LIGO, A Passion for Understanding

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LIGO, A Passion for Understanding 2017-04-10T11:17:29+00:00

LIGO—A Passion for UnderstandingLIGO

Genre: Documentary, short film

Synopsis: Nearly every day we read articles about great, scientific discoveries, and quote science facts we read or hear from friends. We use advanced technology in the palm of our hands that not too long ago was born of a science experiment. When we take a break from our busy lives, we sometimes ponder what lies beyond the tangible universe, out there, among the stars. How many of us have spent time, side-by-side with the researchers and scientists who dedicate their lives to understanding distant, cosmic events?

Inspired by the LIGO Scientific Collaboration, funded by the California Institute of Technology LIGO, A Passion for Understanding celebrates the dedication of those who have worked for nearly three decades on a single science experiment. In this film, we witness the installation of instruments designed to prove the last piece of Einstein’s theory of general relativity, and come to understand what scientific discovery means for us all.

Set to a fast-paced musical score, this film delivers engaging animations, timelapse photography, and intense, personal interviews from the high, winter desert of Washington State.

Initiated: December 2013 | Watch the Trailer

Status: The 18 minute film premiered at Space.com on April 15, 2014.

Read an exclusive interview “The Minds Behind the Film” and an interview with Kai Staats in LIGO Magazine, Issue 5, pages 24-26.

The second film in this series is LIGO Generations and the third LIGO Detection.

Feedback for the Film

“In addition to a better understanding of g-waves, I like how this sets a new standard for precision. It also demonstrates how diversity of interests trumps diversity of appearance. Great work. Thanks for sharing.” –Gregory Rodgers

“Almost full auditorium, even department outsiders and school teachers (over 70 people). Many undergrads from other departments. Introduction, screening of the movie, applause at the end (of course!) and then long Q&A. Afterward, I was asked for the link by one our our post-docs from Bangladesh; he sent the link to the astronomy club in his hometown!” –Marco Cavaglia, Associate Spokesperson for the LIGO Scientific Collaboration

“I’m delighted that you enjoyed working with everyone. You’ve put a huge amount of time, energy, and expertise into the whole project, from the filming to editing to promotion. The final product is, in a word, great! I hope to meet you when the second installment gets shot at Livingston.” –David H. Reitze, LIGO Laboratory Executive Director, Caltech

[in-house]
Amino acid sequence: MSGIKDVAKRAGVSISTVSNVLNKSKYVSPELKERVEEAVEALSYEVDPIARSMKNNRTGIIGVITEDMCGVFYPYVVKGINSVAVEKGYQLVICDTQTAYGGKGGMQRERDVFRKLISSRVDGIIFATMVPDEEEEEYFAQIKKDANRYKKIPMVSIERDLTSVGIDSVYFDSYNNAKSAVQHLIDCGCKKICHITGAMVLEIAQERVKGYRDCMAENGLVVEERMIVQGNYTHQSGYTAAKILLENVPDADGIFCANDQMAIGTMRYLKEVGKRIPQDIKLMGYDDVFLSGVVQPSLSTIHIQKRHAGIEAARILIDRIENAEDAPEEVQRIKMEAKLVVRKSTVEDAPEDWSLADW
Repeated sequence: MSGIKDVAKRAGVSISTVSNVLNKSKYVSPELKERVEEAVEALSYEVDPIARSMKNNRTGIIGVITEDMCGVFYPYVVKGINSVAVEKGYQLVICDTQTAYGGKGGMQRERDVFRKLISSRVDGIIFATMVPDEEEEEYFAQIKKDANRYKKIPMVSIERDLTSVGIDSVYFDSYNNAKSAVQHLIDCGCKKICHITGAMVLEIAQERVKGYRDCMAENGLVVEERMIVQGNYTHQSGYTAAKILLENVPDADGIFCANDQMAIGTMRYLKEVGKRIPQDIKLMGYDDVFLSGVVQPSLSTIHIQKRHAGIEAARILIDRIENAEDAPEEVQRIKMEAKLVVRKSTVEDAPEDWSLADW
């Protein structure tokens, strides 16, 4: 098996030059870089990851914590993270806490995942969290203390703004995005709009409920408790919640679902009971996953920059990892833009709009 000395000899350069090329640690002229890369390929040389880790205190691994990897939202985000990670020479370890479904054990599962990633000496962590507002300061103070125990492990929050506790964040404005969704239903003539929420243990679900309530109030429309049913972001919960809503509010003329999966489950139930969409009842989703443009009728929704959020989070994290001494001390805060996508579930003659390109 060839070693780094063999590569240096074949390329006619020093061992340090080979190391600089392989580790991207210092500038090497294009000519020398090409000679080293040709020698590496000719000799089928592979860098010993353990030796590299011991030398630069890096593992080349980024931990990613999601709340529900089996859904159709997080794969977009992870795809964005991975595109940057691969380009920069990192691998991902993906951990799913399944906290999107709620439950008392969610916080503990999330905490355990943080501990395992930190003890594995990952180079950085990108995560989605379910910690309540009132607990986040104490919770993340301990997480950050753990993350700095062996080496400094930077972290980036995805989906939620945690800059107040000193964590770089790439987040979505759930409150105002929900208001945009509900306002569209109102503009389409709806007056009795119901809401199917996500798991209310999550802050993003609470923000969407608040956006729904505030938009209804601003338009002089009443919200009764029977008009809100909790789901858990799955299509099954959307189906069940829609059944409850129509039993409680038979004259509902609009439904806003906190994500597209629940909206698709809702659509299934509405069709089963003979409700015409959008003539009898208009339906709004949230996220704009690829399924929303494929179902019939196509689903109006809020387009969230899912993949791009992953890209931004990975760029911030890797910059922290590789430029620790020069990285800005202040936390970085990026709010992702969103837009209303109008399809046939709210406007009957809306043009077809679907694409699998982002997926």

“It was great working with you! I’m so happy I got to be a part of this. It’ll be great to show my kids one day when they don’t believe me :)” –Alex Staley, Graduate Student, Columbia

“It’s really interesting how life turns. While you report having been inspired by our passion, I think it is we who have been inspired by yours. And this at a time when the weight of our endeavor is bearing down on us a bit. Sometimes we lose sight of the significance of the quest we are privileged to be participating in. I am, and I’m sure many of my colleagues are, really grateful for your enthusiastic support as well as your film making skills and general wisdom. I hope you will continue to be a part of our expedition and to keep us informed of your adventures.” –Rick Savage, Scientist, LIGO Hanford

“I watched the documentary yesterday and was impressed. It is so good to see people ‘working in the trenches’ making the case for the importance of LIGO and what it is all about, and they make it very well.” –Kip Thorne, Founding LIGO Physicist

“So, I used the visualization section in my class – just the 3 minute clip showing how gravitational waves are generated, and how LIGO’s interferometer detects them. This morning I popped in for a poster session by CUNY undergrads, since one of them was about LIGO. The student mentioned and highly recommended your film as she discussed her project with the crowd. When asked her more about it, she said she found it at Space.com, and that it did an amazing job of explaining how LIGO works – much more clear and informative than anything she could find on LIGO’s site.” –Christina Pease, Astronomer, American Museum of Natural History, New York

“Kai, this is so very cool. Such work you have put into this. The filming is amazing! I still don’t understand everything they are talking about – BUT what comes through is their dedication and love of what they do. I love the interviews. And after viewing this, I have been introduced to an entire new aspect of our world and am grateful for such people with a Passion for Understanding.” –Mom